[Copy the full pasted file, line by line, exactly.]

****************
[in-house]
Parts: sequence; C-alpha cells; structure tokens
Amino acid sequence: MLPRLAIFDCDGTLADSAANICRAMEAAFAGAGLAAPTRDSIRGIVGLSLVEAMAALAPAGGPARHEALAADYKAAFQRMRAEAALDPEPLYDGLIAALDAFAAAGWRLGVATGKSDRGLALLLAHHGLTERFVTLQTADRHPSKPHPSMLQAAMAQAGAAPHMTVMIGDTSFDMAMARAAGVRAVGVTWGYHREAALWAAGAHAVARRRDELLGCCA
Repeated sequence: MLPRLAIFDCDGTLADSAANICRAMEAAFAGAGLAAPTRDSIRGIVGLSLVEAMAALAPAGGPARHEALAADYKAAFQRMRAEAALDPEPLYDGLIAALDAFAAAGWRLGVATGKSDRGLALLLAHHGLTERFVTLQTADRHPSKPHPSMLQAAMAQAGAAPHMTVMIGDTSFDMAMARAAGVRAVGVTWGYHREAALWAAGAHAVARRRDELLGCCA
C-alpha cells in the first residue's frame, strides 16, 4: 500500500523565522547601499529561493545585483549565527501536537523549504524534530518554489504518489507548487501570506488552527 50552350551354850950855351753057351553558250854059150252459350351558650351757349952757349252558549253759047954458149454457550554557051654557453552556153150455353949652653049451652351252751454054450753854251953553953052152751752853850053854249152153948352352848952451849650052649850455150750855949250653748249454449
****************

[in-house]
Parts: sequence; C-alpha cells; structure tokens
Amino acid sequence: MLPRLAIFDCDGTLADSAANICRAMEAAFAGAGLAAPTRDSIRGIVGLSLVEAMAALAPAGGPARHEALAADYKAAFQRMRAEAALDPEPLYDGLIAALDAFAAAGWRLGVATGKSDRGLALLLAHHGLTERFVTLQTADRHPSKPHPSMLQAAMAQAGAAPHMTVMIGDTSFDMAMARAAGVRAVGVTWGYHREAALWAAGAHAVARRRDELLGCCA
Repeated sequence: MLPRLAIFDCDGTLADSAANICRAMEAAFAGAGLAAPTRDSIRGIVGLSLVEAMAALAPAGGPARHEALAADYKAAFQRMRAEAALDPEPLYDGLIAALDAFAAAGWRLGVATGKSDRGLALLLAHHGLTERFVTLQTADRHPSKPHPSMLQAAMAQAGAAPHMTVMIGDTSFDMAMARAAGVRAVGVTWGYHREAALWAAGAHAVARRRDELLGCCA
C-alpha cells in the first residue's frame, strides 16, 4: 500500500523565522547601499529561493545585483549565527501536537523549504524534530518554489504518489507548487501570506488552527 50552350551354850950855351753057351553558250854059150252459350351558650351757349952757349252558549253759047954458149454457550554557051654557453552556153150455353949652653049451652351252751454054450753854251953553953052152751752853850053854249152153948352352848952451849650052649850455150750855949250653748249454449